Last night Alex and I attended our first Pinewood Derby race. This is a Boy Scout tradition (no, Alex isn’t in Scouting) where the kids take a block of wood and some wheels and saw, sand, paint, and finish a race car. Then, in the spirit of male competition, the cars are raced.

There were 22 cars entered in the race, and probably 60+ people there. Before the race, while the “officials” were setting up the timers and computer software (!), a bunch of the kids were testing the track with their cars. Alex’s car consistently beat them– every single race he ran, his car zipped ahead of everyone else.

This struck me as pretty funny because according to tradition, when you build your car you’re supposed to file down the axles, sand the wheels with 600-grit sandpaper to remove any “imperfections”, use graphite to improve spin, balance the axles carefully to avoid a tilt, and so on. When I first heard about what other teams were doing, it made it sound like they were preparing for the Gran Prix or something. Alex and I took our block, sawed out a reasonable race-car shape, sanded it, and spray-painted it gold. We hammered the axles in place, glued a little Lego guy into the cockpit, and called it good. Yet our woefully unprepared car was crushing the fancy ones. Hmm.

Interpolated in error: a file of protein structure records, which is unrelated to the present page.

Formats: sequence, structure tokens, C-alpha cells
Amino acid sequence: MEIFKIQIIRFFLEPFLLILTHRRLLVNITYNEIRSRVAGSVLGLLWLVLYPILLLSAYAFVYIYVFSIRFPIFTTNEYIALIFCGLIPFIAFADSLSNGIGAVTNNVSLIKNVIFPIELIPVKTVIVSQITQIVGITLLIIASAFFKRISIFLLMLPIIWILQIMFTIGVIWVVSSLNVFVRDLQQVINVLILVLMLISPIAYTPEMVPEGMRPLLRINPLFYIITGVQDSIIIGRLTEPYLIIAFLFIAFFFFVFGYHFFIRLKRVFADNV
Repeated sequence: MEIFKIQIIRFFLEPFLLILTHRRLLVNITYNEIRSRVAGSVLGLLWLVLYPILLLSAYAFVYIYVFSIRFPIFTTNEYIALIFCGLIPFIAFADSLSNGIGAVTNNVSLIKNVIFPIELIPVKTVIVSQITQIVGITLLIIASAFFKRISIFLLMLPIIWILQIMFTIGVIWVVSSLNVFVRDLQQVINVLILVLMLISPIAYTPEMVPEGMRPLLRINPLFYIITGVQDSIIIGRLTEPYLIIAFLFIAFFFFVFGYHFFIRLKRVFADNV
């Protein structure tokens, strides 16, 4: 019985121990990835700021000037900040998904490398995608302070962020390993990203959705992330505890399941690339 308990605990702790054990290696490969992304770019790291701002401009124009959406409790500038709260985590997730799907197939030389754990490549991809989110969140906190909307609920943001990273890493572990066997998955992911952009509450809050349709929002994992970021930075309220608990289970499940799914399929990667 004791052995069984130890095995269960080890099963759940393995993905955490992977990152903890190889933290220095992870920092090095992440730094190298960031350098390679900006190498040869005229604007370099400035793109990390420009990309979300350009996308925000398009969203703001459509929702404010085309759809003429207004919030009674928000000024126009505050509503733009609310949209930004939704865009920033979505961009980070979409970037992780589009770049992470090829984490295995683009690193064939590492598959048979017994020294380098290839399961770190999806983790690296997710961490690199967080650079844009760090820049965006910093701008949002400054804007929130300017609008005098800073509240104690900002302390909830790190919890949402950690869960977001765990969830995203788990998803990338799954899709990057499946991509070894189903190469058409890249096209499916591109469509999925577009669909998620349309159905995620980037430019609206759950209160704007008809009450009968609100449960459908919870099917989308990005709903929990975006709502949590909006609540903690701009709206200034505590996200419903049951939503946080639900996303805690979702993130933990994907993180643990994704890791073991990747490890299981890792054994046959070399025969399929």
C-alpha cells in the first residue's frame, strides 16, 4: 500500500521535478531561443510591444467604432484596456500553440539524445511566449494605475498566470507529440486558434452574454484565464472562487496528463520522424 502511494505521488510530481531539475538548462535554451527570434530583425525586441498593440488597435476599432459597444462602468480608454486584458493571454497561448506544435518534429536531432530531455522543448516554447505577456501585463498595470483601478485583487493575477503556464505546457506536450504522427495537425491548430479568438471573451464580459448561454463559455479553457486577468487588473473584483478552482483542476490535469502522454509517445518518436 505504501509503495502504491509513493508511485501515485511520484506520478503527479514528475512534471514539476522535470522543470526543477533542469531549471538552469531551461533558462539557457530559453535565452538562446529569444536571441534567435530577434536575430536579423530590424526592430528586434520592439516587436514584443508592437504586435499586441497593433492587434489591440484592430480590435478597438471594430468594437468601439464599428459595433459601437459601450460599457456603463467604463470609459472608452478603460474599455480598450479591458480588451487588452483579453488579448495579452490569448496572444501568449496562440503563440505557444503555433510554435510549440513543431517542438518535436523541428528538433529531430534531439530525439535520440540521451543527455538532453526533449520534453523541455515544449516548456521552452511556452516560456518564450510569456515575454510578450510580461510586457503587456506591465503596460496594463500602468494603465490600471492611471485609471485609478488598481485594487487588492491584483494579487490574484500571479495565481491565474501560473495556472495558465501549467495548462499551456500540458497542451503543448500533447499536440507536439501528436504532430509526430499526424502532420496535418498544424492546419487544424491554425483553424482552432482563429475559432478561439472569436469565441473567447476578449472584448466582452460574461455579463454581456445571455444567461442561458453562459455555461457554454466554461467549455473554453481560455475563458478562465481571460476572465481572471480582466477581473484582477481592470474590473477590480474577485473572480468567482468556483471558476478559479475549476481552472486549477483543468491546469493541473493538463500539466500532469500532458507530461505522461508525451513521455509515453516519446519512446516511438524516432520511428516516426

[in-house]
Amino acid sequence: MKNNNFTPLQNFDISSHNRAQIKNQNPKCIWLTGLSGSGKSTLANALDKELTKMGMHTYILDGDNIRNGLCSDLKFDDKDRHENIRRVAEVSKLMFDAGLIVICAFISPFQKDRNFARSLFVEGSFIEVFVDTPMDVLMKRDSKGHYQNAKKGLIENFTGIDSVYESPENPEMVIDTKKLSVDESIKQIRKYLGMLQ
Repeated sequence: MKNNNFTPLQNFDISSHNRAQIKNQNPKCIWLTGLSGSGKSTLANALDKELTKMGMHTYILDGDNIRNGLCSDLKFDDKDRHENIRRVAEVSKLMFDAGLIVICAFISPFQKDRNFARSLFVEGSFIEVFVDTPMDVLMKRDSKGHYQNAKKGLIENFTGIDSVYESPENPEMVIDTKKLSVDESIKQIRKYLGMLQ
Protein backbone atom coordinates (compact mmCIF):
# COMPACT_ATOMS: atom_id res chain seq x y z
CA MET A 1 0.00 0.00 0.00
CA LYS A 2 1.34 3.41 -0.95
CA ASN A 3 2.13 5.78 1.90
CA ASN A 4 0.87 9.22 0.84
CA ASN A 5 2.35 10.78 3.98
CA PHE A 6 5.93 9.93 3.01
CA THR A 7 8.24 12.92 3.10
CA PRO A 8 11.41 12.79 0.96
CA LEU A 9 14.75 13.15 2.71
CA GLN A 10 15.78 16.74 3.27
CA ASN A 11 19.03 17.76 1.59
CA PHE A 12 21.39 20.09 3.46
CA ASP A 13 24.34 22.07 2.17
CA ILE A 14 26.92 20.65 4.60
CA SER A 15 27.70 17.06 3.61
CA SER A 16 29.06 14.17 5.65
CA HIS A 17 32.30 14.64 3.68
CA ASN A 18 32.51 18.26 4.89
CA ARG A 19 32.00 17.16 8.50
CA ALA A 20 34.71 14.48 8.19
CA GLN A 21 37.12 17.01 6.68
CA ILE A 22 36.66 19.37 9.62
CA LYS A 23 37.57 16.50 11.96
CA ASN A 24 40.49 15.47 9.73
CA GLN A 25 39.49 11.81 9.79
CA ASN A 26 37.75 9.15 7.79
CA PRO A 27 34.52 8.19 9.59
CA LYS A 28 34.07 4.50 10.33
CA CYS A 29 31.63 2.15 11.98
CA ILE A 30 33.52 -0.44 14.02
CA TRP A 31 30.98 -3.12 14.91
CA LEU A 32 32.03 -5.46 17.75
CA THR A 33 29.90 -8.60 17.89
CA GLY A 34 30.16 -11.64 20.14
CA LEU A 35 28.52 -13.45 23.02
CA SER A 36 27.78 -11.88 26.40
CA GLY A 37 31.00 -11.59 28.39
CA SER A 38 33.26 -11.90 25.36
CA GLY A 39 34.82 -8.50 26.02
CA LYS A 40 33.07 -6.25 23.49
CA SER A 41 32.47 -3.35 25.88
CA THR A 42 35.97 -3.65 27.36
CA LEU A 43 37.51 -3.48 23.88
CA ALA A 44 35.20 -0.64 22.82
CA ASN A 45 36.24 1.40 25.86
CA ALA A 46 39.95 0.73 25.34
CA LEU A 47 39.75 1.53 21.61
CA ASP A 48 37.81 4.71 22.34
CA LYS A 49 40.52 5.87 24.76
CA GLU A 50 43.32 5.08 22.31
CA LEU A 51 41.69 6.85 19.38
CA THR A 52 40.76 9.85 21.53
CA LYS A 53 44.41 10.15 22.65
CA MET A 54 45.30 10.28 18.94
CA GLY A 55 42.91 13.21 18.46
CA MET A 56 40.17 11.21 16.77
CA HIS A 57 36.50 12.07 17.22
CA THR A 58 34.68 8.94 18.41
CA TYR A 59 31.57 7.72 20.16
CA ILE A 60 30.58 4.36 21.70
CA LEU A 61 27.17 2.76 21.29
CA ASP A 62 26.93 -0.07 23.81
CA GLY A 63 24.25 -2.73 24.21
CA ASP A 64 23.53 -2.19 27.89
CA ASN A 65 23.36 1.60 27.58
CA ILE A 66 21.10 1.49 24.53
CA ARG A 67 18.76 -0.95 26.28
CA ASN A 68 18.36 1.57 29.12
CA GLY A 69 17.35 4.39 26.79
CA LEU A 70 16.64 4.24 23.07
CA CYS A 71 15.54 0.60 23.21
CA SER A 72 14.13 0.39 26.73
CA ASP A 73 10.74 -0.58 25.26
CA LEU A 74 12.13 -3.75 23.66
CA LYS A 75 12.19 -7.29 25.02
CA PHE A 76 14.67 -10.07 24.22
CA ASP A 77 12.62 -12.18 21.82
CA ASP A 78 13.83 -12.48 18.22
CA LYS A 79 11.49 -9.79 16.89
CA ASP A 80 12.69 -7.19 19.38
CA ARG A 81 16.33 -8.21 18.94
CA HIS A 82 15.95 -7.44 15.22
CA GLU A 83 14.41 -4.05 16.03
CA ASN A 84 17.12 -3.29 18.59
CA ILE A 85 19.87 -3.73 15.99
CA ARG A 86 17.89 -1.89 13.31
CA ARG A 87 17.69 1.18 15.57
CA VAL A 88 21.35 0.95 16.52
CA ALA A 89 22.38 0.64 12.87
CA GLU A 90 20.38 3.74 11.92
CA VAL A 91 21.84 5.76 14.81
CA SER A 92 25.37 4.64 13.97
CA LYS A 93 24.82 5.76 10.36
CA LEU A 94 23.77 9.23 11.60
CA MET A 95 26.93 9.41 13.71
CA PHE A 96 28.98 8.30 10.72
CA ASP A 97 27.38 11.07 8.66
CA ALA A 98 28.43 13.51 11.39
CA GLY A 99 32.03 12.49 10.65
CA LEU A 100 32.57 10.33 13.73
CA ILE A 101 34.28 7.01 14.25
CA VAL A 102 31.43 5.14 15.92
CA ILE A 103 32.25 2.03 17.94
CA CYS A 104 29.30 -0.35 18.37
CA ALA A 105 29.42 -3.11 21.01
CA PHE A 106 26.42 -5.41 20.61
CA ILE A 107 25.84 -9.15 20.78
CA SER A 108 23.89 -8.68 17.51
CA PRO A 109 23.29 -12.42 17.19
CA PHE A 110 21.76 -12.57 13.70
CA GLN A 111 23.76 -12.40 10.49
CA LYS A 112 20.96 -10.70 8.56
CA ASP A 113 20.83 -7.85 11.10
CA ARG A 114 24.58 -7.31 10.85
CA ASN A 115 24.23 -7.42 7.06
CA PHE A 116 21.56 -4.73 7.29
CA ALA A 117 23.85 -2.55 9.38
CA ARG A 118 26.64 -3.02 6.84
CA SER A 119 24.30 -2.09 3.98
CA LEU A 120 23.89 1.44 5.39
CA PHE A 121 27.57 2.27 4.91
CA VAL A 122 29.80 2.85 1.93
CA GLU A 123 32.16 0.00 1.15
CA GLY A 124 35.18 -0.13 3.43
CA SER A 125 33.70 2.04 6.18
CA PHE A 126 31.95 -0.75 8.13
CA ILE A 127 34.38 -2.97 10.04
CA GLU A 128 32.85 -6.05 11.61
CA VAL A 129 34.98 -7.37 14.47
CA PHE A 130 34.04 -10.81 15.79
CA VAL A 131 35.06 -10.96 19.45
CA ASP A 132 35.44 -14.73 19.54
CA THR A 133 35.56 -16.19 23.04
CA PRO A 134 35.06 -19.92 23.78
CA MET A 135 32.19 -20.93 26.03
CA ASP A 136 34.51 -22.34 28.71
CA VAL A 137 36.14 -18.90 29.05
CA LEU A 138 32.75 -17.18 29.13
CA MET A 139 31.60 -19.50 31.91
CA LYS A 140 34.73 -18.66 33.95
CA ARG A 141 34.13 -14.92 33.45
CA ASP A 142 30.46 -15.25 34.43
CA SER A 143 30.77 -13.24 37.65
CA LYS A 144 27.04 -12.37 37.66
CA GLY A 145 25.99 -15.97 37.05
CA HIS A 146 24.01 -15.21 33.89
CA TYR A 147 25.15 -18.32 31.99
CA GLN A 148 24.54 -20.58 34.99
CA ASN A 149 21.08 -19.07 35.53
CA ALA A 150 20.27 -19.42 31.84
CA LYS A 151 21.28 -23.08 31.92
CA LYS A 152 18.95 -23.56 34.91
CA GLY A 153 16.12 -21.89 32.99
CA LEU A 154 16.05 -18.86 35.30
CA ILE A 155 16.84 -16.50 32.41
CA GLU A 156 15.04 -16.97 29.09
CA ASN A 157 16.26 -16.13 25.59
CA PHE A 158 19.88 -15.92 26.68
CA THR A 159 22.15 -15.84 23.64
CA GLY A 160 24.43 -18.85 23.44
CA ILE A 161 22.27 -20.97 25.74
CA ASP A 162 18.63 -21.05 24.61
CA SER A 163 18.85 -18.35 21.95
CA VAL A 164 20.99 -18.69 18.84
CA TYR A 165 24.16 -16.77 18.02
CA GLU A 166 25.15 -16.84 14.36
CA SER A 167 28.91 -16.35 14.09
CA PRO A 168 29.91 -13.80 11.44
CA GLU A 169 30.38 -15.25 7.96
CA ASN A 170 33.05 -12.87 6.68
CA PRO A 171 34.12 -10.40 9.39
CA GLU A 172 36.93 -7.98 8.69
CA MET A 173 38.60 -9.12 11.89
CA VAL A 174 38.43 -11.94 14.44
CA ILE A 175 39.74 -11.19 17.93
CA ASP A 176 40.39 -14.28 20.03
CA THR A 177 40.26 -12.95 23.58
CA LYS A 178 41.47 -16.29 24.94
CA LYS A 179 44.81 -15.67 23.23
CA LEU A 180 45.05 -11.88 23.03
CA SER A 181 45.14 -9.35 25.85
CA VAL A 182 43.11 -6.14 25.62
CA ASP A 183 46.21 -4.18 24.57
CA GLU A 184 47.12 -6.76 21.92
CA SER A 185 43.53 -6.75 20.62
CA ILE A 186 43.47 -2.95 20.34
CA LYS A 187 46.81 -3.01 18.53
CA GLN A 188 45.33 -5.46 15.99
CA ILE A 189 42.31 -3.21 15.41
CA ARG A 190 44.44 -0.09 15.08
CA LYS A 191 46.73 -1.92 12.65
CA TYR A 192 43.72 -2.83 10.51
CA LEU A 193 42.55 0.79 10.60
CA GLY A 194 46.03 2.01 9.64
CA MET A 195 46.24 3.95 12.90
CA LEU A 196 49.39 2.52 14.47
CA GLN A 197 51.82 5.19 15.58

Anyway, the races began and it was a lot of fun. Every car raced four times (once on each of the four parallel tracks) for fairness, and the computer system recorded times to thousandths of a second. At the end, everyone’s times were averaged so the final winner could be determined. Shockingly, Alex’s car placed third overall– an average of less than a tenth of a second behind the first-place finisher. He was thrilled, not least because he won a Hershey bar.

It was a real hoot, and amusing to watch the fierce competition.